This experiment was designed to determine what bovine milk media are most likely to produce antibiotic resistant bacteria and to characterize those which they produced. Bacteria were first inoculated into organic and inorganic milk media. Contrary to our original hypothesis that more bacteria would grow in organic milk than inorganic milk, no bacteria grew in the organic milk. As a result, we compared rotated and stationary inorganic milk media for the rest of the experiment. We hypothesized that anitibiotic resistant bacteria would be more common in the stationary inorganic milk media. Yet, we found that there was no significant difference in the number of antibiotic resistant patches between the two environments for the antibiotics ampicillin, kanamycin and tetracycline plates. The rest of the experiment focused on characterizing bacteria of particular interest within the surviving populations. MacConkey agar plates were used to show that bacteria stain number nine (Amp9) was able to ferment lactose, while strain two (Amp2) could not. A gram stains showed both of the strains to be coccus in shape, yet also showed Amp9 was gram-negative while Amp2 was gram-positive. A mini-prep protocol was used as well to isolate plasmids, which were used in a restriction digest to characterize the difference in plasmids. The mini-prep failed to produce environmental plasmids, and the restriction digest gave inconclusive results. This experiment contributes to the stores of knowledge about different antibiotic resistance in general; especially those which arise in milk when left to incubate. The inability of organic milk to harbor bacteria was most shocking of all and deserves further study with previously identified bacterial strains under more controlled conditions.
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The development of antibiotic resistance in bacteria is a serious issue facing the future of healthcare in both animals and humans. The beneficial uses of antibiotics were discovered in 1928 by Scottish physician Alexander Fleming with his discovery of penicillin (Neu, 1992). Since then, antibiotics have been used to treat various bacterial infections. In recent decades, they have been overused resulting in the evolution of widespread resistance. One source of misuse is the over-prescription of antibiotics, which selects for the evolution of antibiotic resistance (Neu, 1992). The abuse of antibiotics does not stop with over prescription at the hospitals, but also extends to livestock raised on ranches and factory farms (McEwen and Fedorka-Cray, 2002). Livestock such as cows are given antibiotics on a regular basis regardless of need. This is defended as a preventative measure against disease, widespread illness and helps them grow faster (McEwen and Fedorka-Cray, 2002). Bacterial resistance within the livestock themselves can be carried into the products from them, and when ingested by humans, can result in a widespread crisis as we further lose the ability to fight off bacterial infections (Tenhagen et al. 2006).
Antibiotics operate by chemically disrupting the life cycle of bacteria in a fatal fashion. Antibiotic resistance in a population can theoretically be traced back to a singular bacterium that possessed the original mutation that protected it from a particular antibiotic. When a population is exposed to an antibiotic, the antibiotic selects for those individuals which are resistant to the antibiotic and are able to survive. Most of these genes are found on plasmids within bacteria, but can also be found in chromosomal DNA (Cohen et al. 1972). As a result, the only bacteria remaining would be either the descendents of the original bacterium or those that were lucky enough to receive, via conjugation or transformation, a copy of the plasmid that codes for resistance. Plasmid conjugation is the process through which a bacterium transfers a plasmid to a receiving bacterium. Bacterial conjugation is so effective that it has been used to transfer DNA into eukaryotic cells as well (Jimenez and Davies, 1908). Bacterial conjugation adds to the already exponential growth of resistant in bacteric populations, which is due to binary fission. As long as the antibiotic remains in the environment the frequency of resistance will remain high in the population (Thiel, 1999).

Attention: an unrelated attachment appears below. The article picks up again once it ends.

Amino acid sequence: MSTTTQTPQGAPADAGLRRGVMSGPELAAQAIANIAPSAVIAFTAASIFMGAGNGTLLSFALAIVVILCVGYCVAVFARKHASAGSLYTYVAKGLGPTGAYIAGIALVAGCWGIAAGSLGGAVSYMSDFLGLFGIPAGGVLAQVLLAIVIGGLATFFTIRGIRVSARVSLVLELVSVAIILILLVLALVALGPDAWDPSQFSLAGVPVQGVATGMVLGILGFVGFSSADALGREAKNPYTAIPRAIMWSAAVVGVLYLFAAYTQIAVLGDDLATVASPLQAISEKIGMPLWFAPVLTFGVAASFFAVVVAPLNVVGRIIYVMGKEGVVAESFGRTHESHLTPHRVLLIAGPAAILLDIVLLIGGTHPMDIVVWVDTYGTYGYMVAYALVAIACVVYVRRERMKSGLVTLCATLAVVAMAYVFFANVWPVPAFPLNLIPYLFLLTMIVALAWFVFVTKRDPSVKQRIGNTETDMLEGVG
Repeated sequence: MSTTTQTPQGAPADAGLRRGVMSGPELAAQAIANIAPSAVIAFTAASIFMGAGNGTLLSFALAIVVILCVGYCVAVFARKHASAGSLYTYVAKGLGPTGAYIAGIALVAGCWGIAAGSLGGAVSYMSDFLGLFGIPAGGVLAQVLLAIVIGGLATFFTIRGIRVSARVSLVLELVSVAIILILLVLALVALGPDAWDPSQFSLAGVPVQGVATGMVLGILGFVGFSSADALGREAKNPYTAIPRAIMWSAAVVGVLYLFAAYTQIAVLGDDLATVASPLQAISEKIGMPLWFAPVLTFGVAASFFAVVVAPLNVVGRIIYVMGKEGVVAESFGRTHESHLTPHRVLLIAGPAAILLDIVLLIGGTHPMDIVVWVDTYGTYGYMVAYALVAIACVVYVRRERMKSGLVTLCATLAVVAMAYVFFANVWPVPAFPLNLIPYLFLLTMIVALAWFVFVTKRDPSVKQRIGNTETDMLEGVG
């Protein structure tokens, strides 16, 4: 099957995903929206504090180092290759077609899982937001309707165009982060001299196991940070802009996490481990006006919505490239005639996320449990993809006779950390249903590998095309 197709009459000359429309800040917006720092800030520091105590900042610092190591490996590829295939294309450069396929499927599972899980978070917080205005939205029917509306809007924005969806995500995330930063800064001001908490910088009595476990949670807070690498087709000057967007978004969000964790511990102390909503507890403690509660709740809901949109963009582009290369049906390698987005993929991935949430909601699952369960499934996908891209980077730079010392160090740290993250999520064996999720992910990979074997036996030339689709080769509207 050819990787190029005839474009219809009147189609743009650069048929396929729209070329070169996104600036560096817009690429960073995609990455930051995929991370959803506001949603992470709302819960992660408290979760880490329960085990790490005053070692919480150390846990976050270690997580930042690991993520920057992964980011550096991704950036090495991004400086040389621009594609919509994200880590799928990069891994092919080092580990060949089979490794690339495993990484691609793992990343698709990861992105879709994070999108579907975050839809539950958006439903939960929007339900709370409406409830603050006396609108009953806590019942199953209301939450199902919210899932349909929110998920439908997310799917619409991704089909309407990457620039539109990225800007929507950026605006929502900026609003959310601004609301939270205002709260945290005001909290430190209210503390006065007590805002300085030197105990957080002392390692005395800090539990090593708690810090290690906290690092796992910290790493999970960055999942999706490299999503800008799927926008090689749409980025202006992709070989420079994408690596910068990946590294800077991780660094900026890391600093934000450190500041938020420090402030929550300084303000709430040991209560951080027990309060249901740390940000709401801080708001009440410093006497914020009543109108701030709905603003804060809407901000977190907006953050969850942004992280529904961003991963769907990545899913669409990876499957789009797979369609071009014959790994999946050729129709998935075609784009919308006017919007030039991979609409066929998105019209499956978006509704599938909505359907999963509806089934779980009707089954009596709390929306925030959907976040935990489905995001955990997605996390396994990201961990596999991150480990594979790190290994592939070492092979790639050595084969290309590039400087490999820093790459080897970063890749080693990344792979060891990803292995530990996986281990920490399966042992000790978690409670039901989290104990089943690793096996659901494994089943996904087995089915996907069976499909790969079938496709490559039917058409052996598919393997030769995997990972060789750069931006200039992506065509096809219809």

One of the largest threats of causing wide spread antibiotic resistant infection is the food industry (McEwen and Fedorka-Cray, 2002). The widespread use of antibiotics on farms could lead to growing antibiotic resistant infections within our food supply, which can then easily be transferred to humans. In foods produced from livestock which are not heated prior to consumption, the risk of infection is particularly higher because heating foods is the last line of defense against most bacteria after antibiotics fail (Hamad et al., 2008; Cambell et al., 2008). The dairy industry is a perfect example of this problematic situation (Rodriguez-Alonso et al., 2009). Milk generally not heated directly prior to consumption, so any thermophobic bacteria present would be allowed to grow and thrive in transit from the cows to the consumers. Yogurt is an unusual exception, because it is heavily heat treated and then inoculated with bacteria (Bouzar et al., 1997). Yogurt differs from raw milk though, in the sense that the bacterial strains which are used for producing yogurt are heavily monitored and frequently tested, to confirm that they are not dangerous to consumers. With milk though, studies have even shown that some bacteria survive the brief heat of pasteurization, meant to kill bacteria, and make their way all the way to consumers (Grant et al., 2002).